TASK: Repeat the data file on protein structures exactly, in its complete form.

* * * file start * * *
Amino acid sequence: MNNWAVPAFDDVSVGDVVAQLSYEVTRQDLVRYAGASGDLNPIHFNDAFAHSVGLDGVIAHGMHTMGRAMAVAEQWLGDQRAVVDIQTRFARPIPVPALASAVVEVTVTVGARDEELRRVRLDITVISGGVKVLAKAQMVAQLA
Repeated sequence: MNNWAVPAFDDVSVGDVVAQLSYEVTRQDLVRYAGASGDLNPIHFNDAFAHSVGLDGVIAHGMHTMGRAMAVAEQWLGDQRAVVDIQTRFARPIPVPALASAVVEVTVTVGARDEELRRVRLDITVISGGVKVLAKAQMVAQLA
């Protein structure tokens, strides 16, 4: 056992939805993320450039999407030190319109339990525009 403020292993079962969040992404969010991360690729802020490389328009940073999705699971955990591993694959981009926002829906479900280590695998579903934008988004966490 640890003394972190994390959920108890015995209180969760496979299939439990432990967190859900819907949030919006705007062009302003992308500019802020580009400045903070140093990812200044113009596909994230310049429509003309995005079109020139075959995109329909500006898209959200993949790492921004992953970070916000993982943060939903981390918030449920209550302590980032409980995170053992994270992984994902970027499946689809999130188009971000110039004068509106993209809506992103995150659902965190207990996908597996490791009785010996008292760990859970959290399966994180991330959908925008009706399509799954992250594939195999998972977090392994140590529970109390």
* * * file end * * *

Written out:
Amino acid sequence: MNNWAVPAFDDVSVGDVVAQLSYEVTRQDLVRYAGASGDLNPIHFNDAFAHSVGLDGVIAHGMHTMGRAMAVAEQWLGDQRAVVDIQTRFARPIPVPALASAVVEVTVTVGARDEELRRVRLDITVISGGVKVLAKAQMVAQLA
Repeated sequence: MNNWAVPAFDDVSVGDVVAQLSYEVTRQDLVRYAGASGDLNPIHFNDAFAHSVGLDGVIAHGMHTMGRAMAVAEQWLGDQRAVVDIQTRFARPIPVPALASAVVEVTVTVGARDEELRRVRLDITVISGGVKVLAKAQMVAQLA
């Protein structure tokens, strides 16, 4: 056992939805993320450039999407030190319109339990525009 403020292993079962969040992404969010991360690729802020490389328009940073999705699971955990591993694959981009926002829906479900280590695998579903934008988004966490 640890003394972190994390959920108890015995209180969760496979299939439990432990967190859900819907949030919006705007062009302003992308500019802020580009400045903070140093990812200044113009596909994230310049429509003309995005079109020139075959995109329909500006898209959200993949790492921004992953970070916000993982943060939903981390918030449920209550302590980032409980995170053992994270992984994902970027499946689809999130188009971000110039004068509106993209809506992103995150659902965190207990996908597996490791009785010996008292760990859970959290399966994180991330959908925008009706399509799954992250594939195999998972977090392994140590529970109390």